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The Multifarious Faces of Sikhism throughout Sikh History
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Panch Khalsa Diwan

Time of origin: 1893

This was the term given to the ‘Babu Teja Singh Bhasauria Singh Sabha’, founded at the village of Bhasaur by one Teja Singh in 1893. Teja Singh ‘Bhasauria’ was a retired government employee during the times of the British Raj. He can be considered as being an ultra-Tat Khalsa Singh Sabhia. Teja Singh Bhasauria felt that the Tat Khalsa Singh Sabhai movement was not radical enough in their reforms of Sikhism.

British Raj
Postcard from India depicting Government House, Darjeeling, circa mid 19th century

Some of his proposed changes however did appealed to the Tat Khalsa Singh Sabhias. For instance Teja Singh Bhasauria advocated:

1. Only Khalsa Sikhs should be considered Sikhs.
2. Non-Khalsa Sikhs were not Sikhs.
3. All Khalsa Sikhs should adopt cast designations of ‘Got’ (clan name) and adopt as surname ‘Singh’ for males and ‘Kaur’ for females.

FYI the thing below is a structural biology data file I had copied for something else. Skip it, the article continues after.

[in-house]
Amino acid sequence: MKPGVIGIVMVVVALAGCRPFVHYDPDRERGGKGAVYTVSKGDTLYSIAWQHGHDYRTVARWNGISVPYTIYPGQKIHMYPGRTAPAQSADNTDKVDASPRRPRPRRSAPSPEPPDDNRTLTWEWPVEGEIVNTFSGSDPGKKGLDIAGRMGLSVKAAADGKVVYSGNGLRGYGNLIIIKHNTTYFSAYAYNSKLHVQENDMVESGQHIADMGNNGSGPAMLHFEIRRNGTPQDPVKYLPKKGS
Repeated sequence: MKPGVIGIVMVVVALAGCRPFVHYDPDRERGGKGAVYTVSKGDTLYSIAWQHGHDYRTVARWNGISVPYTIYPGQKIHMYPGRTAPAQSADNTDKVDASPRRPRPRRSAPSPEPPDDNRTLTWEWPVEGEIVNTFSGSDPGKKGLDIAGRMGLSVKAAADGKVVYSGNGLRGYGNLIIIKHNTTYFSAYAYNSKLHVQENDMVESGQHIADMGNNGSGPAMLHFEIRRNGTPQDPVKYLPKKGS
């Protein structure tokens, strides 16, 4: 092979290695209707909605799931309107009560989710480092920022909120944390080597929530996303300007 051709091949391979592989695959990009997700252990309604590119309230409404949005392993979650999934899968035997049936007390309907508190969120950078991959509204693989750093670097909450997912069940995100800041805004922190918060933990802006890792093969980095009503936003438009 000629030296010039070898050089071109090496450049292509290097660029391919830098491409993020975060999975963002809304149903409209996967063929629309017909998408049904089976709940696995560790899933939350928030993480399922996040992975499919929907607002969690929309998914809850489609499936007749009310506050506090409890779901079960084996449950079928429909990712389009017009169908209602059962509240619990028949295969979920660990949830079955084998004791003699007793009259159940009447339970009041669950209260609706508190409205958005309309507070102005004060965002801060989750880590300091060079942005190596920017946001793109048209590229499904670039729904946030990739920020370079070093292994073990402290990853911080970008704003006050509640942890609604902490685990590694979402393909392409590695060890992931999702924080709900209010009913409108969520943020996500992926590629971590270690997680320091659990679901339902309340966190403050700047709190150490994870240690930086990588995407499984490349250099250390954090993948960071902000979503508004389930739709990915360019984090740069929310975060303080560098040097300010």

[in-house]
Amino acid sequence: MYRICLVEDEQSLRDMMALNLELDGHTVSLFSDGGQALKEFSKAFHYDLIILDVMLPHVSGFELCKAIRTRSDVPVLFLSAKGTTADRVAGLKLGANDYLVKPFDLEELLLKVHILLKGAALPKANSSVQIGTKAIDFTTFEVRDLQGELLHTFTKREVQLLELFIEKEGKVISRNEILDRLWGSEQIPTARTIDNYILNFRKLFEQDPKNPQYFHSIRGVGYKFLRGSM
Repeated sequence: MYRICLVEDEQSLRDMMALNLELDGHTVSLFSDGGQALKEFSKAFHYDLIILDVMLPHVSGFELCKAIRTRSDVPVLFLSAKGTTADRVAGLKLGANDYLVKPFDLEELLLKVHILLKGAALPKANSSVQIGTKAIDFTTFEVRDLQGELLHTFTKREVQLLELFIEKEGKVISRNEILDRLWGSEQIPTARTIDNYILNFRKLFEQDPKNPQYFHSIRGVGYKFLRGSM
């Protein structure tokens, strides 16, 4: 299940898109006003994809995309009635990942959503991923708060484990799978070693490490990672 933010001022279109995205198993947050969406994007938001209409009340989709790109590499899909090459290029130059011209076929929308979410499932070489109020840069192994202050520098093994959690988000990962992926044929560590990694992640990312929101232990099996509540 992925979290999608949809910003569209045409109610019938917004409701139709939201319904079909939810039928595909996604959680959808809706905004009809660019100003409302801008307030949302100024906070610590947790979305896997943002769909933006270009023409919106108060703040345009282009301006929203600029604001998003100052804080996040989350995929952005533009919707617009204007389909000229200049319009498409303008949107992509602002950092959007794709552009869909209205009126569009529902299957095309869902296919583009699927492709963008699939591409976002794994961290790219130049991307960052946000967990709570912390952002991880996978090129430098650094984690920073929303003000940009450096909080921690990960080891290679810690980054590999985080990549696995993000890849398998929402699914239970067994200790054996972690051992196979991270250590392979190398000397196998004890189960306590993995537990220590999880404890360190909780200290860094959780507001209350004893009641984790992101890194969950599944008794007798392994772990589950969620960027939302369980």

4. Females should be equally initiated into the Khalsa - a belief contrary to ancient Sikh Rehitnamas such as of Chaupa Singh.
5. Khalsa women were ‘equal’ to male Khalsa and thus could participate as the Panj Piyareh (the 5 Beloved Ones who may initiate new Khalsa Sikhs)
6. 5k’s should be made compulsory for all Khalsa

Panj Piyarey
Painting depicting the tenth Sikh Warrior Guru initiating the 'Panj Piyarey' (5 Beloved Ones), Pahari, circa early 19th century

However, Teja Singh Bhasauria also proposed more radical changes, which did not sit well with his counterparts of the Tat Khalsa Singh Sabhia such as:

1. All women should wear a ‘Keski’ (small turban)
2. In addition to the 4 major taboos of the Khalsa, Teja Singh advocated a fifth - non-Khalsa Sikhs may not eat alongside Khalsa Sikhs
3. Dasam Guru Durbar was not Sikh scripture
4. Teja Singh altered the Sikh ‘Ardas’ (formal invocation) and wished to replace the phrase ‘Prathm Bhagauti Simar Keh’ for he believed ‘Bhagauti’ referred to the Hindu Goddess of the same name, rather than the double-edged sword
5. All non-Sikh/Hindu festivals, such as ‘Lohri’, ‘Rakhsha Bandan’, ‘Dussera’, ‘Navratri’, etc., should be excluded from Sikh celebrations
6. The removal of the ‘Raagmala’ (last page of Adi Guru Durbar), non-Sikh Gurbani of Bhagats (saints) and ‘Patts’ (bards), from Adi Guru Durbar.

The 9-nights festival that celebrates the conquests of Lakshmi,
Parvati and Durga (depicted above, Pahari, circa early 19th century)

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